Ticks and tick-borne diseases

Ah… Pennsylvania. A state with such diverse terrain it includes farmland, mountain ranges, and busy city streets. It was one of the 13 original colonies and now one of the leading states for ticks and tick borne diseases.


Ticks are small arachnids that survive by feeding on the blood of a host animal. Their hosts can be humans, dogs, cats, other mammals, birds and even reptiles and amphibians. Ticks are mostly active from April to October but can still be active when ground temperatures are around 45° Fahrenheit. Ticks can survive anywhere from 200 days to 2 years in-between feedings! They have four life cycles: egg, larva, nymph and adult. Female ticks will engorge themselves with blood from their host, and then fall off to find a place to lay their eggs. Once the eggs hatch, all remaining life cycles will feed on blood.


There are four common species of ticks that call PA home: Deer tick, American Dog tick, Lone Star tick, and Brown Dog tick. The sizes of these ticks vary slightly between species, gender and life cycle. Each tick species can carry different diseases that can make you and your pets sick.


Deer tick – Also known as a blacklegged tick. Adults are brownish in color but may change to rust or brown-red after feeding. Female deer ticks can lay up to 3,000 eggs at one time. The Deer tick can transmit Lyme disease and Anaplasmosis.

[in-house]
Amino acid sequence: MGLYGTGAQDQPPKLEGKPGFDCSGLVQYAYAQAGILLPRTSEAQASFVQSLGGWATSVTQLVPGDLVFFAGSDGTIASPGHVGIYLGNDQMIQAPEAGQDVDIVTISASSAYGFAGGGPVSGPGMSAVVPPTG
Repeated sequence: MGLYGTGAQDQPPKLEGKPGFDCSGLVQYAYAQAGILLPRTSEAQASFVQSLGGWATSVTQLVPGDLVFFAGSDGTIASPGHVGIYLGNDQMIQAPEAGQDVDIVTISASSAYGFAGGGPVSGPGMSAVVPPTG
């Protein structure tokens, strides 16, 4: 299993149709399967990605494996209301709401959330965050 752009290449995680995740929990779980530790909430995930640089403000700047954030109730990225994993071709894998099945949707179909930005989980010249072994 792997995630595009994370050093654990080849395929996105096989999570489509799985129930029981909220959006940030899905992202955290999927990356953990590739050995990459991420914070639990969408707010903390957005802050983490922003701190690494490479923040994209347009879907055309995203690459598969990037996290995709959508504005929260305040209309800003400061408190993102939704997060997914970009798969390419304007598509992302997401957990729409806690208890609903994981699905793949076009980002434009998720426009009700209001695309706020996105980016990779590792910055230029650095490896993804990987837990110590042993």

American Dog tick – Also known as a wood tick. Male wood ticks are identifiable by mottled gray coloration along their backs. Females are almost completely gray behind their heads. Female American Dog ticks can lay over 4,000 eggs. American Dog ticks can transmit Lyme disease and Rocky Mountain Spotted Fever.


Lone Star tick – Adult females have an easily noticed white dot on the center of her back. Males have white lines or streaks around the edges of the top of their body, but these markings are not as noticeable as the markings on the female. Adult females can lay over 5,000 eggs. Lone Star ticks transmit Lyme disease, Ehrlichiosis, and Rocky Mountain Spotted Fever.


Brown Dog tick – Adult brown dog ticks are reddish-brown in color and lack any noticeable markings that are found on many other tick species. Female Brown Dog ticks can lay between 1,000 to 3,000 eggs. Brown Dog ticks transmit Lyme disease, Ehrlicliosis, Babesiosis, and Hepatozoonosis.


Now that you know the common ticks found in PA and the diseases they carry. Here is a list of the diseases and brief description of the disease, symptoms and treatment for your dog.


Lyme disease –  Just like in humans, Lyme disease in dogs is a painful, multi-system disorder caused by a bacteria. Lyme disease is a recurring condition that can strike again and again once it is contracted. It can take up until 2-3 months after contracting the disease to show any signs, however over 90% of dogs don’t show symptoms of Lyme disease. Some symptoms include: inconsistent limping, swelling in the lymph nodes, fever, loss of appetite and lethargy. In 2015, 1 out of 7 dogs tested positive for Lyme disease in Franklin and Cumberland County.


Treatment of Lyme disease is typically a 30-day course of Doxycycline (an antibiotic) and a few days of a pain reliever.


Anaplasmosis – Anaplasmosis is a bacterial infection of the blood. It has an incubation time of 1 to 2 weeks. Anaplasmosis causes lameness, joint pain, fever, lethargy, and no appetite. Most infected dogs will have symptoms for 1 to 7 days; however, some will have no or only minor symptoms. In 2015, 1 out of 60 dogs tested positive for Anaplasmosis in Franklin and Cumberland County.


Treatment includes the antibiotic Doxycycline, pain relievers and anti-inflammatory drugs. Many infected dogs are treated with antibiotics for 30 days.